Wednesday, February 27, 2013

Dental pain

At first I rejoiced.
I didn't have to undergo a root canal on the tooth where my dentist had just pulled off a crown.
The roots were not involved in whatever trouble had shown up on the X-ray so I was saved both the pain and expense of a root canal.
Like I say, at first I was pretty happy about it.
It meant less time in the dentist chair and instead of maxing out my dental coverage for the year, I had some wiggle room for something to hurt and be fixed later.
Except...the ever efficient dental office personnel had already billed both me and my insurance company for the procedure. The money had left the building.
I had handed over a hefty amount for my co-pay which I paid out of our Flex Spending account. (Marc had already got a notice telling him major dollars had been subtracted from his account.)
Now I would have to start to fight to get that all back.
I know it'll be a fight because, in my experience, insurance companies and doctor's offices are really good at taking your money and really slow at returning your money.
I will have to convince the dentist's advocate that they need to refund about $800...reset the amount put on my annual maximum allowed and give me actual money back for the Flex Spending part. All along the way there will be confusion.
I just know it's not going to be simple especially since when I asked about it yesterday at my appointment, the girl just kind of brushed me off. (Mind you, I was drugged and slow of lip at the time.)
The dentist thought the solution was to include another crown nearby since I was already numb in the area. "For only another $385 out of pocket, we could get you all set up!"
I declined and asked at the front desk about a refund on the cancelled root canal.
"Oh, we can give you a credit for that for a procedure in the future," she said happily.
"How about we transfer the credit to Marc when he comes in for something?" I asked.
"Or we could do that," she said, bobbing her head. "Of course, we'll have to wait until the insurance gets all sorted out."
Why am I not reassured that this is going to be an easy fix?

Friday, February 22, 2013

Schooled by the children

I learned a few things during my four-day stint as full-time grandma for three of my granddaughters, things you think I would already know after being on this Earth for more than 60 years and raising six kids.
For instance, I was soberly informed by the oldest that the 4-year-old deserved more of a break after I had scolded her for tipping over the baby and stealing her playthings.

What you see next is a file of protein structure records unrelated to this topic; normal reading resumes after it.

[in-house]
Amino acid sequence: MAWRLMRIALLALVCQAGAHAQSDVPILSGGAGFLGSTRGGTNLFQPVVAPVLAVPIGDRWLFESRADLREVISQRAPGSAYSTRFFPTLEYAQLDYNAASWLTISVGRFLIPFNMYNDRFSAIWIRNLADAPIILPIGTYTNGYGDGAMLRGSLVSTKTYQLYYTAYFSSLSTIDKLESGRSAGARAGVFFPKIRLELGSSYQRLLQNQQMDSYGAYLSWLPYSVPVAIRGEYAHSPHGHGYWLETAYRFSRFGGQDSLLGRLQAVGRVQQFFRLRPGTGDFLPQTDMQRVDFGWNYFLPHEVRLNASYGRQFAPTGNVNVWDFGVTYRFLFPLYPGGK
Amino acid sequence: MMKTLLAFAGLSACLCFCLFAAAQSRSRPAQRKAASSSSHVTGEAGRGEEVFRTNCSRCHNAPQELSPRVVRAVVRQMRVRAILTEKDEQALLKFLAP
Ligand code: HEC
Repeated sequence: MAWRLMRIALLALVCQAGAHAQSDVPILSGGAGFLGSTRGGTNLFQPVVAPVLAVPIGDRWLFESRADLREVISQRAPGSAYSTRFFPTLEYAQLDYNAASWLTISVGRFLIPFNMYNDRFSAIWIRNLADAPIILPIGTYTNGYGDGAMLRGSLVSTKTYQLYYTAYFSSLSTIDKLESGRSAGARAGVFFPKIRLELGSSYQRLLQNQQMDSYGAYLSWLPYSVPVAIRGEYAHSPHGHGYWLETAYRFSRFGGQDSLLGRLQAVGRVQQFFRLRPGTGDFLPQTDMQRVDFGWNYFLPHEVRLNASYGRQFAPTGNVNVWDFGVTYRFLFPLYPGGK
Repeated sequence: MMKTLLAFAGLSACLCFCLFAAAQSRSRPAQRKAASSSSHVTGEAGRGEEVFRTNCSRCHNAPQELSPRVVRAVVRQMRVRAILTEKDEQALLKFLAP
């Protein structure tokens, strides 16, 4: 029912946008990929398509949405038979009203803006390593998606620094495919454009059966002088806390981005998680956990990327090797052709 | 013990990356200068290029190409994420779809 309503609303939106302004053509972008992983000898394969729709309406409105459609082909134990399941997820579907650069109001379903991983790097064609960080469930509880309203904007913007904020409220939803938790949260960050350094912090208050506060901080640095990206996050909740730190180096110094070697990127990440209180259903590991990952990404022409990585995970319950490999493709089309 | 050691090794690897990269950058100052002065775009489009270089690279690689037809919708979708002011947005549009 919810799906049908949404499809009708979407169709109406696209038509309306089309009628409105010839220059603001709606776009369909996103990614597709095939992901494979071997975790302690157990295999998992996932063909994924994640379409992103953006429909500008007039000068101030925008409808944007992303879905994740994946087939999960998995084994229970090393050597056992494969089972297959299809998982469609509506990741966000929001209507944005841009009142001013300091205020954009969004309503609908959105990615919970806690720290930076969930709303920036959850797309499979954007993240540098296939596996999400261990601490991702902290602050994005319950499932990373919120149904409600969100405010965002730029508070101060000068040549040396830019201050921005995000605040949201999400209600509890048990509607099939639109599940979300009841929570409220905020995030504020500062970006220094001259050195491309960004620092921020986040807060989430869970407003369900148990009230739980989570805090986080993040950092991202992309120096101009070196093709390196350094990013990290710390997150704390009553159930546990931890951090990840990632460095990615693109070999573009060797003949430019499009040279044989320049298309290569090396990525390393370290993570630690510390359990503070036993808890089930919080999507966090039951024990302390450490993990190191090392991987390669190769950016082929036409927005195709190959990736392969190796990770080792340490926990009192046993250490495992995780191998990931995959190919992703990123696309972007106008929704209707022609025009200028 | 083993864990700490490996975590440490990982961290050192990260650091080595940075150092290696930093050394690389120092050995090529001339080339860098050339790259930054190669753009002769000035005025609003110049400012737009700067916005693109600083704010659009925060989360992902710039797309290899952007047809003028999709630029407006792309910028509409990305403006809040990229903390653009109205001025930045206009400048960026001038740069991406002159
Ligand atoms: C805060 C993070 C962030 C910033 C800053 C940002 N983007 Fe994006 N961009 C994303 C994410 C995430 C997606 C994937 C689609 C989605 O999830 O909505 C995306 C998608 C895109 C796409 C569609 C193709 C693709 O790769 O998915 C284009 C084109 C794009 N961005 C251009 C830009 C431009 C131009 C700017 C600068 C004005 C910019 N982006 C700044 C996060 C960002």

Adell thought we were being too hard on Hannah especially after grandpa had just yelled at her for turning off the lights on him while he was bathing 18-month-old Mia in a bathtub full of water.
Such a pretty girl
Hannah was understandably upset that both of her normally easygoing, indulgent grandparents were mad at her on the same day.
It took some talking and soothing to get her calmed down for bed.
So I was talking it over with Adell and expecting her sympathy since she lives with this fiery little sister all the time and routinely gets in trouble for fighting back.
"She's little too, grandma!" she said, looking at me straight in the eye.
Oh, right. She's right, I thought, determining to be more even in my child management.
Then Hannah and Mia and I decided to have a tea party.
We found pretty, long dresses, beads, flowery hats and high heels.
I dug out a lacey tablecloth and the china cups and saucers I've preserved from my childhood.
I brought out the tiny utensils I bought on a whim at IKEA for just such grand occasions.
Hannah and Mia sat happily at the little table and looked at me expectantly as I tried to think what I had on hand for such a spontaneous event.
But before I could get my tea sandwiches cut or my apple juice tea made or my tiny cookies on a platter, Hannah said rather disapprovingly. (I was hurrying.)
"Grandma, you need food at a tea party!" (She's right. What was I thinking?)
Then there was Mia, hollering "Ow! Ow! Ow!" as I tried to lead her gracefully by the hand out of the restaurant without letting go of her hand or allowing her to careen into the tables and people.
I really wasn't hurting her, folks.
I know better even if I don't know much.

Friday, February 15, 2013

Did I let the dog back in?

The tea party girls
It's been a busy week while my daughter and her husband were on vacation in Maui.
I learned the routine that comes with having three small children and a toy poodle in the house that pretty much goes like this:
Make the first breakfast.
Take the oldest to school.
Let the dog out.
Stop the baby from pulling out everything in your purse.
Dress the baby. Talk the 4-year-old into getting dressed.
Let the dog in.
Make breakfast. Put away breakfast.
Give everyone a snack.
Put the baby down for a nap.
A little snack with lunch
Make lunch. Put away lunch. Wipe down the kitchen.
Give the 4-year-old a snack.
Wake up the baby and pick up the first-grader from school.
Give everyone a snack.
Change the baby. Keep the baby on the bed until she has a new diaper securely on.
Let the dog out.
Catch the baby as she comes down the stairs in dress-up high heels.
Let the dog in.
Change the baby. Persuade her to give back the car keys.
Get the 4-year-old a drink.
What? Did you fix my hair?